Showing 5 ideas for tag "editing"

Goal 3: Advance Translational Research

Genome Editing and Gene Therapy

There is a critical need for the establishment of strategies that will determine the efficacy, safety, and toxicity of genome editing techniques specifically in hematologic diseases.

Is this idea a Compelling Question (CQ) or Critical Challenge (CC)? Critical Challenge (CC)

Details on the impact of addressing this CQ or CC

Inherited monogenic hematologic diseases such as hemophilia, beta-thalassemia and sickle cell disease are prime targets for future application of genome editing technology. However, studies are still needed to advance our understanding of the biology of genome editing as well as determine which other disorders are amenable to genome editing correction. Emphasis on preclinical research that focuses on determining the accuracy, safety and efficiency of this technology in order to help minimize off-target mutations and reduce toxicity, is essential for effective translation of this technology into the clinic. Once preclinical efficacy is established, support will be needed for clinical vector production, toxicity testing of the vectors/reagents used, and the performance of clinical trials. The gene correction strategies developed for inherited disorders will also be attractive for other hematologic diseases, and autoimmune disorders like lupus, rheumatoid arthritis, and type I diabetes). There is also a critical need for supporting preclinical validation studies, scale-up and GMP cell manufacturing, all of which could be shared infrastructures across multiple diseases in the NHLBI portfolio.

Name of idea submitter and other team members who worked on this idea Alice Kuaban on behalf of the American Society of Hematology (ASH)

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69 net votes
87 up votes
18 down votes
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Goal 2: Reduce Human Disease

Genetic engineering in lung progenitor cells

Can genome engineering be used to correct or alter lung stem/progenitor cells to ameliorate lung disease and promote regeneration?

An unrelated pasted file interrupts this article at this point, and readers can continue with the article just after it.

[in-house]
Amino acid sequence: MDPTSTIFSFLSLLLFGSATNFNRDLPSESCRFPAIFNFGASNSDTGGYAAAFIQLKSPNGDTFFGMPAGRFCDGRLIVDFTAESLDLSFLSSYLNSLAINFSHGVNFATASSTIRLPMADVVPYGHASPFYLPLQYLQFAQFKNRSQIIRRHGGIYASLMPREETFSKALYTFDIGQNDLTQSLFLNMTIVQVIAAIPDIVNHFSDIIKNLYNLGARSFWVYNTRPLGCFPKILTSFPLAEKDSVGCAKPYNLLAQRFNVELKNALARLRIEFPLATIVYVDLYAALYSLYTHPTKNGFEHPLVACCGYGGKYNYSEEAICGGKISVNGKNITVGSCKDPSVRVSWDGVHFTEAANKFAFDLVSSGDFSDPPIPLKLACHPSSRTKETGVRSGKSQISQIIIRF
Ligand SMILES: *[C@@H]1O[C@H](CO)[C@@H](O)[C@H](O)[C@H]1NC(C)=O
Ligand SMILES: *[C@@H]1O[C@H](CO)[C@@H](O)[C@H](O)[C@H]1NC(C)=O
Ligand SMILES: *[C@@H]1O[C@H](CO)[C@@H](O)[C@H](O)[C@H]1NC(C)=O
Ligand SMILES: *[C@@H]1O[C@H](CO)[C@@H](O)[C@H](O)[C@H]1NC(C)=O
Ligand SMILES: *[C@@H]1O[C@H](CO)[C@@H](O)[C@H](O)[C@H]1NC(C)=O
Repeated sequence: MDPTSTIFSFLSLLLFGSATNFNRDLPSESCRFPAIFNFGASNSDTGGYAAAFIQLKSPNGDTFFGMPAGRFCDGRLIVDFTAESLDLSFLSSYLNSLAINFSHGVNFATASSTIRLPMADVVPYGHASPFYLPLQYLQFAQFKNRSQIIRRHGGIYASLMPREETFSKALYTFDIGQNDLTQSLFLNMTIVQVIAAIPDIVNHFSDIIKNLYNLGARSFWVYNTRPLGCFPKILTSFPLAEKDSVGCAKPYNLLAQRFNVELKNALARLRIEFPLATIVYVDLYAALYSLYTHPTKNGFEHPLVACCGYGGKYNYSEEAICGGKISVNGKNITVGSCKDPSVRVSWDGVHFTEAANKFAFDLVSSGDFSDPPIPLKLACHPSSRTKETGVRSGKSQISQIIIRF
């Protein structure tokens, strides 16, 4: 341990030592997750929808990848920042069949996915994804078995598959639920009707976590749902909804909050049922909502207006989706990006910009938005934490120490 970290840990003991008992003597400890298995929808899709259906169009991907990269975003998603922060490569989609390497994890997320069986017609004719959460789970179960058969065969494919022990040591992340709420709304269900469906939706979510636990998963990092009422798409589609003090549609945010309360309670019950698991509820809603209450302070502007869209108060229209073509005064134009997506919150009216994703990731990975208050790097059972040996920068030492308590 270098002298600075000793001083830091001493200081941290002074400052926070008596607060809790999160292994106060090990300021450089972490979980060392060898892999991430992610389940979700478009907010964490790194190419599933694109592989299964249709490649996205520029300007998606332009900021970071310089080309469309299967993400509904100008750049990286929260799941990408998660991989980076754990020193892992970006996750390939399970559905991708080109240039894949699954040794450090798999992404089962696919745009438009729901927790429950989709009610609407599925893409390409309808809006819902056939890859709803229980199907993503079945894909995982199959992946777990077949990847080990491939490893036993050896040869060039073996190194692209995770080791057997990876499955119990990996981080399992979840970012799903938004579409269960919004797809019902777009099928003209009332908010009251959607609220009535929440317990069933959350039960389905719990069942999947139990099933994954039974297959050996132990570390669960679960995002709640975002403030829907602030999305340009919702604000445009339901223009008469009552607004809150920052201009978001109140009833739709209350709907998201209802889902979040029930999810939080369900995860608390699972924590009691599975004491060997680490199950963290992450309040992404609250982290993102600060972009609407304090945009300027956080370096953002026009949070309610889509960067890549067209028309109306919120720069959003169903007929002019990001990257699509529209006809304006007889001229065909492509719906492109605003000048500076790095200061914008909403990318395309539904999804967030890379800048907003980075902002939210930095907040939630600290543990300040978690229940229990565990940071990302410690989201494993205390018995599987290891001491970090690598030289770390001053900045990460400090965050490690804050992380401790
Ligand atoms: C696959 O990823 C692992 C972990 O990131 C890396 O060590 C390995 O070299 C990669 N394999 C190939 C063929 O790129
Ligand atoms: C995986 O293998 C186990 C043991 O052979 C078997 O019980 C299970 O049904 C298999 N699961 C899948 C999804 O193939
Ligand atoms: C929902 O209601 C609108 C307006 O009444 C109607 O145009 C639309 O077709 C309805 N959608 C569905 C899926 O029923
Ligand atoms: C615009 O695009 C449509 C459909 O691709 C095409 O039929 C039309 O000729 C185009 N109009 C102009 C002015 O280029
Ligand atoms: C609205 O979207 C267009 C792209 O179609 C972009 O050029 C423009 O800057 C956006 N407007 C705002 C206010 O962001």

Is this idea a Compelling Question (CQ) or Critical Challenge (CC)? Compelling Question (CQ)

Name of idea submitter and other team members who worked on this idea NHLBI Staff

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-15 net votes
3 up votes
18 down votes
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Goal 3: Advance Translational Research

Use isogenic iPS cells to advance Precision Medicine

The goals of Precision Medicine can be achieved if we determine the biological basis of disease-associated variants for NHLBI diseases. Advances in genetic research have yielded hundreds of disease-associated DNA polymorphisms, yet we lack robust methods to experimentally test their functional relevance in human cells. Determining the molecular and cellular basis of human phenotypic variation is one of the great challenges... more »

Is this idea a Compelling Question (CQ) or Critical Challenge (CC)? Critical Challenge (CC)

Details on the impact of addressing this CQ or CC

Identifying how disease mutations result in cellular phenotypes will provide an experimental basis for Precision Medicine. Advances in genome engineering and iPS cell technology now offer a unique opportunity for NHLBI researchers to make a focused effort to produce isogenic disease models, to determining the function of putative disease loci. Just a few years ago, the barriers to this type of project seemed insurmountable, as iPS cells were made with damaging DNA insertions, designer nucleases were difficult to make, complex material-transfer agreements (MTAs) inhibited the open sharing of reagents, and cell-engineering methods were cumbersome. Remarkably, all of these barriers have fallen substantially in recent years, to reveal strategic new opportunities. The phenotypes are determined in isogenic human iPS-models, these observations can be applied to animal models, and human clinical studies.

Feasibility and challenges of addressing this CQ or CC

Progress towards this goal is being made, but slow pace does not meet opportunity that the NHLBI community has. The NHLBI has a much larger opportunity than other institutes because so many genetic variants have already been determined via excellent genetic studies using robust physiological phenotypes. The genetic variants provide hypotheses that are ripe for direct experimental testing in isogenic iPS cell models. Fortunately, many diseases of interest to NHLBI can be modeled in iPS-derived tissues. Other part of NIH (e.g. NIMH, NIDA, NIAAA ) lack abundance of high probability genetic "hits" that NHLBI now has. NHLBI should take advantage of this opportunity.

Name of idea submitter and other team members who worked on this idea Bruce Conklin

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-19 net votes
8 up votes
27 down votes
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Goal 3: Advance Translational Research

Novel Technologies & Clinical Therapeutics

How can NHLBI harness the power of novel technologies involving nucleic acid delivery and gene editing for clinical therapeutics?

Is this idea a Compelling Question (CQ) or Critical Challenge (CC)? Compelling Question (CQ)

Name of idea submitter and other team members who worked on this idea Cystic Fibrosis Foundation

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-2 net votes
2 up votes
4 down votes
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